“Flock of Hearts” has an almost Peter Frampton meets Jimmy Buffett vibe to it, and is another song you can drift away to on your own personal island paradise. From there, the album just floats away with its warm waves of sun-bleached Tropicana rhythms and doesn’t really get more engaging than pleasantness—until you get to the back half of the album, where things get a little more ambitious and adventurous. “Skeleton” has a haunting, echoy feel to it, and is the album’s most Radiohead-like moment in its threatening and moody theatrics. Here, Scott sheds the comparisons to Rhys and yelps like a Kiwi version of Thom Yorke. Just for its sheer ambition, “Skeleton” is Buffalo’s most endearing and rewarding track. That’s followed by “Orange & Mango”, which rubs a little close to Super Furry Animals’ “Northern Lites”, just without the calypso nature and steel drums. It also boasts the somewhat unfortunate line “It takes two to tango / Like an orange and a mango”. Still, it’s a sunny and humid song, perfect for your beach party. “Bailey’s Beach” is an acoustic number that informs us that “you’re going nowhere fast”, which is just like the song—a slow, bluesy shuffle that proceeds at the torpid pace of much of the rest of the album. “Wonton” has the cadence of a keyboard ballad from a ‘80s teen movie, the sort of thing John Hughes would have lapped up. The album ends with the more-than-six-minute “Golden Ship”, a nice acoustic number that recalls “Fake Plastic Trees” by Radiohead, just without the emotional heft of that song—the sort of thing that would make the hairs on the back of your neck stand up.
Ultimately, what Buffalo lacks is any sort of variation between the tracks, particularly when it comes to pacing, which only alternates between the slow and soft and mid-tempo trots. This does make for an even listen, but that also means there’s a lack of any real emotional highlights. What Buffalo fails to do is gallop away at points, making the disc a truly restrained affair. That might be your cup of tea, but for this listener, a little more pep and vitality is needed, simply just to stay awake. Altogether, Buffalo is an interesting listen, and it does reveal sonic layers the more you listen to it—the acoustic noodling of “Pot” against a multi-tracked chorus of voices being one example. There isn’t a really embarrassing or terrible song, either, but, once again, that just means there are very few peaks to be found on Buffalo as well. When it comes right down to it, Buffalo is a remarkably solid record that makes you wish you were on a sand dune beside water to better enjoy it. But despite what the British music press might leave you to believe, Buffalo is nothing special. It is what it is: A quiet, unassuming little album that you can nod off to sleep to or relax to on a bright, summery day. Creating a summery album—one that happened to be released in the UK in the dark of winter, ironically—is a feat into and of itself, but that’s all Buffalo is. It’s just pleasant and nice.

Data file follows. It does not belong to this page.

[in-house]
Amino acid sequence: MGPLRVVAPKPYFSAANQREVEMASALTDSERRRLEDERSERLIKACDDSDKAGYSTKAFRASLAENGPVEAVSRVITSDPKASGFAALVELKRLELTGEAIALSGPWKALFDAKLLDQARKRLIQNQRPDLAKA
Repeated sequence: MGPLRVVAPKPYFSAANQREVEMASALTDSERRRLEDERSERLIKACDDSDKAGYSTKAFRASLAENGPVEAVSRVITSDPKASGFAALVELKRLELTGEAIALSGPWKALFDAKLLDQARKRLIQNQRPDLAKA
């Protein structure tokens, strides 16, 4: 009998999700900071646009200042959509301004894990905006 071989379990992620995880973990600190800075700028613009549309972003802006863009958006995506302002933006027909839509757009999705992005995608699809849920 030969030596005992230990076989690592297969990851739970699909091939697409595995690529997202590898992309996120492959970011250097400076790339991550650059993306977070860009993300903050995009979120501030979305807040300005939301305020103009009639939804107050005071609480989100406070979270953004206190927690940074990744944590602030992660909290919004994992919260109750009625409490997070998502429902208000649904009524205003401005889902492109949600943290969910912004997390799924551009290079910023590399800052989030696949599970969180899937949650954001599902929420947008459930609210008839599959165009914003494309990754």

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// Sound Affects
"The man whose songs were recorded by Johnny Cash, Alan Jackson, Ricky Skaggs, David Allan Coe, The Highwaymen, and countless others succumbs to time’s cruel cue that the only token of permanence we have to offer are the effects of shared moments and memories.READ the article